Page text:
As an “unedited voice”, blogs offer anyone the ability to share their view of the world with the wider audience of the entire Internet. In this manner, I think that blogging will move back to basics, back to its roots as a personal medium. The growth of blogging software like WordPress, and the ease of use of such software in setting up a personal website, coupled with the rise of social media and the App Ecosystem will enable more individuals to express themselves through their own personal homes on the web. Whilst the major publishing houses like the New York Times choose to return to editorial-focused journalism citing content quality as a primary reason, blogging will continue to be the casual, conversational beast that is always has been. And this is the perfect thing that a platform of a personal nature needs.

So no, the rumours of blogging’s imminent death have been greatly exaggerated. Blogging – at least in a personal capacity – will continue to remain an approachable medium for anyone wanting to share their ideas. It will continue to prove that words and ideas have the power to change the world, allowing thousands of people each day to write, clip, share and re-post thoughts and opinions, making the collective voice of the world that much richer with each press of “Publish.”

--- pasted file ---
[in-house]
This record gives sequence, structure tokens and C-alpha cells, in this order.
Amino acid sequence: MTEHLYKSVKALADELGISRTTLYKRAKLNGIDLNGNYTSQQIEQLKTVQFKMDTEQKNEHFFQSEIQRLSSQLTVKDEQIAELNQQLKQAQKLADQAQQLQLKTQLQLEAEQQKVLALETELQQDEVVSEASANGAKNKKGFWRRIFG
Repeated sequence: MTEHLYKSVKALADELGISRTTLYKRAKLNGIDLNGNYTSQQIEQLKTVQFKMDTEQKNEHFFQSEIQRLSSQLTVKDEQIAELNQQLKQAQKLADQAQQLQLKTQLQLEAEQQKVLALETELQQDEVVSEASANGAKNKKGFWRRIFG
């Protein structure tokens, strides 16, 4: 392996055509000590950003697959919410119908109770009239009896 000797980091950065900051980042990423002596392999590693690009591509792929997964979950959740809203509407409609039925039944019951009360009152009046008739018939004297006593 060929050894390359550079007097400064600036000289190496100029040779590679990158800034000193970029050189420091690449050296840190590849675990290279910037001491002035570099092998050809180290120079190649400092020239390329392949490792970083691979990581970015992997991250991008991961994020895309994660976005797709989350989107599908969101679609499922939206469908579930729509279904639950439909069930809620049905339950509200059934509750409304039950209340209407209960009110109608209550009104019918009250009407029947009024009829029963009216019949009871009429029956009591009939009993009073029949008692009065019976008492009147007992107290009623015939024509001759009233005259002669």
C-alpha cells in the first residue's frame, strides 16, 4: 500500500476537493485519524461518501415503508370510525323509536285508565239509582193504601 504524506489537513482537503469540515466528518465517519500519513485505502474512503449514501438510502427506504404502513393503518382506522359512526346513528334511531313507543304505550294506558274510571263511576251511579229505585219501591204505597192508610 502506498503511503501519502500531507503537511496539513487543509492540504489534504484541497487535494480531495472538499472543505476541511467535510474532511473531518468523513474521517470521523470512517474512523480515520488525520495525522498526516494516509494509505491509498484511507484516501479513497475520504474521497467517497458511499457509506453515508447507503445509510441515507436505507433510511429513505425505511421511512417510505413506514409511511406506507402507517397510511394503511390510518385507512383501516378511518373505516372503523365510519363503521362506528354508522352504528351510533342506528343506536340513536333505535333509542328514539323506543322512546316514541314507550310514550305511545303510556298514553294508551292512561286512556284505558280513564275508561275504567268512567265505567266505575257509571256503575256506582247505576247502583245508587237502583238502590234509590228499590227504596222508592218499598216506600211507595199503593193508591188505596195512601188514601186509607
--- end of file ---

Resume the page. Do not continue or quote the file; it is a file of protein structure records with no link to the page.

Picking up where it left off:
How long should a blog post be?

Blogging for about six years now, I’ve often asked myself: how long should each post be? And as such, you’ll probably notice that Pixelated Thinking has a wide spectrum of post lengths, from 2000+ word essays, to simple quotes less than 100 words. This probably answers my question – that I don’t exactly know what the perfect blog post length is.

But thinking over it, I’ve come to realise that, despite its rootedness in the fast-paced world of technology, blogging is fundamentally an art form, a means of writing and expressing one’s thoughts and ideas. And, as we’ve known from thousands of years of world literature, there is no fixed limit to how long a discourse should be. It can be as long as the 1.8 million word Sanskrit epic, the Mahabharata, or as short and lucid as Lao Tzu’s 81-verse Tao Te Ching. Both are incredibly powerful texts, presenting complex ideas and philosophies, yet they’re of two significantly different lengths. This in itself indicates how uncertain the idea of length is on a piece of writing.